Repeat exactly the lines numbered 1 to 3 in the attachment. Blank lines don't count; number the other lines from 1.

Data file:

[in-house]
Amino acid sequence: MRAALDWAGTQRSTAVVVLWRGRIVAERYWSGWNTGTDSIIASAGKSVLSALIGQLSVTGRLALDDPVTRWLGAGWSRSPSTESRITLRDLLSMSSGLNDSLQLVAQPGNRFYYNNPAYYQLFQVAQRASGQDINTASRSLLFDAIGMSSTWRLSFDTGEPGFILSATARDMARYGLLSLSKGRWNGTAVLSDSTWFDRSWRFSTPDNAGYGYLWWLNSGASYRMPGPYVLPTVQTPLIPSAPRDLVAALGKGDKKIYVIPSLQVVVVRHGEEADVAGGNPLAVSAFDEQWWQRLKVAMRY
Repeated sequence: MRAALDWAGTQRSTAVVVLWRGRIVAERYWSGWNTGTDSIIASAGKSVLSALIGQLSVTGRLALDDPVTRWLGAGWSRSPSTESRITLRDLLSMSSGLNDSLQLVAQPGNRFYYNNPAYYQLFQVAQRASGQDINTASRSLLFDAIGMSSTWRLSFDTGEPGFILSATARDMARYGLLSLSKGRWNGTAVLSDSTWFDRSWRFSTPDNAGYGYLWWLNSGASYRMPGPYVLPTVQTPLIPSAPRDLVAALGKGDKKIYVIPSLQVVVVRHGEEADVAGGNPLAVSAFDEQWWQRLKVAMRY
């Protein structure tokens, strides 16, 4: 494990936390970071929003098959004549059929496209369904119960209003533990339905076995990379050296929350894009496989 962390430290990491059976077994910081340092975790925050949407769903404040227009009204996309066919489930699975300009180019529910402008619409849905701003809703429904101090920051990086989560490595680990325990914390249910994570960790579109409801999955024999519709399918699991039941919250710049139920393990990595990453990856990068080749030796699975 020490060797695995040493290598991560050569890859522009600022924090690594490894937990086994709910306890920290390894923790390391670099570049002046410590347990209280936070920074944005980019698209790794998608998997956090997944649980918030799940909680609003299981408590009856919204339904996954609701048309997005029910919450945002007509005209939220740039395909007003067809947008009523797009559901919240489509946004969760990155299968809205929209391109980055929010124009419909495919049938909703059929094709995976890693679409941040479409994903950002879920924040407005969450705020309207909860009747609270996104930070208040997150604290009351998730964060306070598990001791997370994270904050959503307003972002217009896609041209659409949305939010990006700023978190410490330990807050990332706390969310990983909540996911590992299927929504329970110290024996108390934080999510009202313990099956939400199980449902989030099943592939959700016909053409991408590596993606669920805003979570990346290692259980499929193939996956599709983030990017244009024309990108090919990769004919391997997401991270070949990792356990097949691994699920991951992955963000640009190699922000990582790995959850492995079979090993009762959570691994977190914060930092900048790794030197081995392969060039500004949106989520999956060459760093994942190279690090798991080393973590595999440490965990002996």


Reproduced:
[in-house]
Amino acid sequence: MRAALDWAGTQRSTAVVVLWRGRIVAERYWSGWNTGTDSIIASAGKSVLSALIGQLSVTGRLALDDPVTRWLGAGWSRSPSTESRITLRDLLSMSSGLNDSLQLVAQPGNRFYYNNPAYYQLFQVAQRASGQDINTASRSLLFDAIGMSSTWRLSFDTGEPGFILSATARDMARYGLLSLSKGRWNGTAVLSDSTWFDRSWRFSTPDNAGYGYLWWLNSGASYRMPGPYVLPTVQTPLIPSAPRDLVAALGKGDKKIYVIPSLQVVVVRHGEEADVAGGNPLAVSAFDEQWWQRLKVAMRY
Repeated sequence: MRAALDWAGTQRSTAVVVLWRGRIVAERYWSGWNTGTDSIIASAGKSVLSALIGQLSVTGRLALDDPVTRWLGAGWSRSPSTESRITLRDLLSMSSGLNDSLQLVAQPGNRFYYNNPAYYQLFQVAQRASGQDINTASRSLLFDAIGMSSTWRLSFDTGEPGFILSATARDMARYGLLSLSKGRWNGTAVLSDSTWFDRSWRFSTPDNAGYGYLWWLNSGASYRMPGPYVLPTVQTPLIPSAPRDLVAALGKGDKKIYVIPSLQVVVVRHGEEADVAGGNPLAVSAFDEQWWQRLKVAMRY